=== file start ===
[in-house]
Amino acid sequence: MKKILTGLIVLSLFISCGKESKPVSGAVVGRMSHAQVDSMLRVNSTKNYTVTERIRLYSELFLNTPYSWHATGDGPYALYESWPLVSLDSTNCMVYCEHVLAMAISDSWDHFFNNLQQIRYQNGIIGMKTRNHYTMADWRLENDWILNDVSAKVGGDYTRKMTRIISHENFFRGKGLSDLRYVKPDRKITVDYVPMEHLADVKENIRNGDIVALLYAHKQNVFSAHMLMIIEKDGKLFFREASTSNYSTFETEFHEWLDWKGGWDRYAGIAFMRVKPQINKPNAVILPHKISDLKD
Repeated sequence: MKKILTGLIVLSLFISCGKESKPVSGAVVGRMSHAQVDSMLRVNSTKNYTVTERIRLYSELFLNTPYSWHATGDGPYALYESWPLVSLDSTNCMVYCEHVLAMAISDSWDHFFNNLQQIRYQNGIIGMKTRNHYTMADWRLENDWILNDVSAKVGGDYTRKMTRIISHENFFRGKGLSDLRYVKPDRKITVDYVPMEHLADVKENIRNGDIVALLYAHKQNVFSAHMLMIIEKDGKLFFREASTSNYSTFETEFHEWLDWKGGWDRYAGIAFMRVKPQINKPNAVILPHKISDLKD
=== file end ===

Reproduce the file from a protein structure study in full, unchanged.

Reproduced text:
[in-house]
Amino acid sequence: MKKILTGLIVLSLFISCGKESKPVSGAVVGRMSHAQVDSMLRVNSTKNYTVTERIRLYSELFLNTPYSWHATGDGPYALYESWPLVSLDSTNCMVYCEHVLAMAISDSWDHFFNNLQQIRYQNGIIGMKTRNHYTMADWRLENDWILNDVSAKVGGDYTRKMTRIISHENFFRGKGLSDLRYVKPDRKITVDYVPMEHLADVKENIRNGDIVALLYAHKQNVFSAHMLMIIEKDGKLFFREASTSNYSTFETEFHEWLDWKGGWDRYAGIAFMRVKPQINKPNAVILPHKISDLKD
Repeated sequence: MKKILTGLIVLSLFISCGKESKPVSGAVVGRMSHAQVDSMLRVNSTKNYTVTERIRLYSELFLNTPYSWHATGDGPYALYESWPLVSLDSTNCMVYCEHVLAMAISDSWDHFFNNLQQIRYQNGIIGMKTRNHYTMADWRLENDWILNDVSAKVGGDYTRKMTRIISHENFFRGKGLSDLRYVKPDRKITVDYVPMEHLADVKENIRNGDIVALLYAHKQNVFSAHMLMIIEKDGKLFFREASTSNYSTFETEFHEWLDWKGGWDRYAGIAFMRVKPQINKPNAVILPHKISDLKD